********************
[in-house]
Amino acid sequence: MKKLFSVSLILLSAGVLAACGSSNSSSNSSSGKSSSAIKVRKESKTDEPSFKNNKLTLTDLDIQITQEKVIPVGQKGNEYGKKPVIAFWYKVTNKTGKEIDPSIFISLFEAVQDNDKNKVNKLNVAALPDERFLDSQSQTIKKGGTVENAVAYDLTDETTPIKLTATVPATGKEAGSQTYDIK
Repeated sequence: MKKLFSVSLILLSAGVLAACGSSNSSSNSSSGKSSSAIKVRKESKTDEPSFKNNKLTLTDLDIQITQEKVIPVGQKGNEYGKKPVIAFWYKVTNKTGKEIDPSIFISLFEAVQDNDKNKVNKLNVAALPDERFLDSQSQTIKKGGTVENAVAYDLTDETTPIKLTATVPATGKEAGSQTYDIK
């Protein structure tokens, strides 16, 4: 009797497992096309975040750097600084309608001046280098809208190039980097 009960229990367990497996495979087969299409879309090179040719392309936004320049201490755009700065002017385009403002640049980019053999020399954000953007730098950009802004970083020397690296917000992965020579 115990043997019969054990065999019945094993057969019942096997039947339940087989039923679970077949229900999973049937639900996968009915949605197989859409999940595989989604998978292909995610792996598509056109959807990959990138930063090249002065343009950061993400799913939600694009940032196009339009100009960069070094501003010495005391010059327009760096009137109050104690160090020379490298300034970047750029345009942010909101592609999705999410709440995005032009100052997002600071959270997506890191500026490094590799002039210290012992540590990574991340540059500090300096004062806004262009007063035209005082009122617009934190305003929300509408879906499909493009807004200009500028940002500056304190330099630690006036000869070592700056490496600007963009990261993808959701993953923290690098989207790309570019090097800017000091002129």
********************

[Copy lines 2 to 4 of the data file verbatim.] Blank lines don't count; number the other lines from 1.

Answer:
Amino acid sequence: MKKLFSVSLILLSAGVLAACGSSNSSSNSSSGKSSSAIKVRKESKTDEPSFKNNKLTLTDLDIQITQEKVIPVGQKGNEYGKKPVIAFWYKVTNKTGKEIDPSIFISLFEAVQDNDKNKVNKLNVAALPDERFLDSQSQTIKKGGTVENAVAYDLTDETTPIKLTATVPATGKEAGSQTYDIK
Repeated sequence: MKKLFSVSLILLSAGVLAACGSSNSSSNSSSGKSSSAIKVRKESKTDEPSFKNNKLTLTDLDIQITQEKVIPVGQKGNEYGKKPVIAFWYKVTNKTGKEIDPSIFISLFEAVQDNDKNKVNKLNVAALPDERFLDSQSQTIKKGGTVENAVAYDLTDETTPIKLTATVPATGKEAGSQTYDIK
């Protein structure tokens, strides 16, 4: 009797497992096309975040750097600084309608001046280098809208190039980097 009960229990367990497996495979087969299409879309090179040719392309936004320049201490755009700065002017385009403002640049980019053999020399954000953007730098950009802004970083020397690296917000992965020579 115990043997019969054990065999019945094993057969019942096997039947339940087989039923679970077949229900999973049937639900996968009915949605197989859409999940595989989604998978292909995610792996598509056109959807990959990138930063090249002065343009950061993400799913939600694009940032196009339009100009960069070094501003010495005391010059327009760096009137109050104690160090020379490298300034970047750029345009942010909101592609999705999410709440995005032009100052997002600071959270997506890191500026490094590799002039210290012992540590990574991340540059500090300096004062806004262009007063035209005082009122617009934190305003929300509408879906499909493009807004200009500028940002500056304190330099630690006036000869070592700056490496600007963009990261993808959701993953923290690098989207790309570019090097800017000091002129």